Enzymes        from     produce simple
              barley are released     sugar, amino
              during the mashing      acids       and
Brewing       stage    of     beer    peptides    that
industry      production.             are used by
                                      yeast         to
              Industrially produced enzymes Germinating barley used for malt.
              now widely used in the brewing
              process to substitute for the
               natural enzymes found in barley:
                                   and proteins in
                                   the malt
                                   Improve       the
               Betaglucosidase     filtration
                                   during storage
                                   of beers.
               Cellulases,         Clarify     fruit
Fruit juices
               pectinases          juices
                                                   Note: As animals age rennin production decreases
               Rennin,      derived
                                                   and is replaced by another protease, pepsin, which
               from the stomachs Manufacture of
                                                   is not suitable for cheese production. In recent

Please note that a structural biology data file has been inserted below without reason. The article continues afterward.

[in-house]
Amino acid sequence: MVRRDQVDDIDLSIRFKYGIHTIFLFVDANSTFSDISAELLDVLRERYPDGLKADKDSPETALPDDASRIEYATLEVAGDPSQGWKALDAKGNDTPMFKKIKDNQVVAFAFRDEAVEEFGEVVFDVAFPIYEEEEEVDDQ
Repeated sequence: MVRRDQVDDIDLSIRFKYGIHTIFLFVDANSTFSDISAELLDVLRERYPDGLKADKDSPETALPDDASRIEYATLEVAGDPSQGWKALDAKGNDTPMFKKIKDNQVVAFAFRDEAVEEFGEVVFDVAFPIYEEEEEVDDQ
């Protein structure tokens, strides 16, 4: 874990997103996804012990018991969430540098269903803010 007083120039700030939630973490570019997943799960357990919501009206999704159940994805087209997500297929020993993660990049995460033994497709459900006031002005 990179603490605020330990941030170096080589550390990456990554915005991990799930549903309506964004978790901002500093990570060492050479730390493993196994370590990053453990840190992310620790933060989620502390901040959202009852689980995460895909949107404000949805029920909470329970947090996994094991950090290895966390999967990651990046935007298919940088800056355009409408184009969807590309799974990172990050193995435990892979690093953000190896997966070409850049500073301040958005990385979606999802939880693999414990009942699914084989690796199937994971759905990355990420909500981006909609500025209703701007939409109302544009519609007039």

of young ruminant cheese, used to
                                                   years the increase in cheese consumption, as well
               animals      (calves, split protein
                                                   as increased beef production, has resulted in a
               lambs, kids)
                                                   shortage of rennin and escalating prices.
                                   Now      finding
               Microbially         increasing use
               produced enzyme     in the dairy
Dairy                              Is implemented
industry                           during      the
                                   production of
               Lipases             cheese       to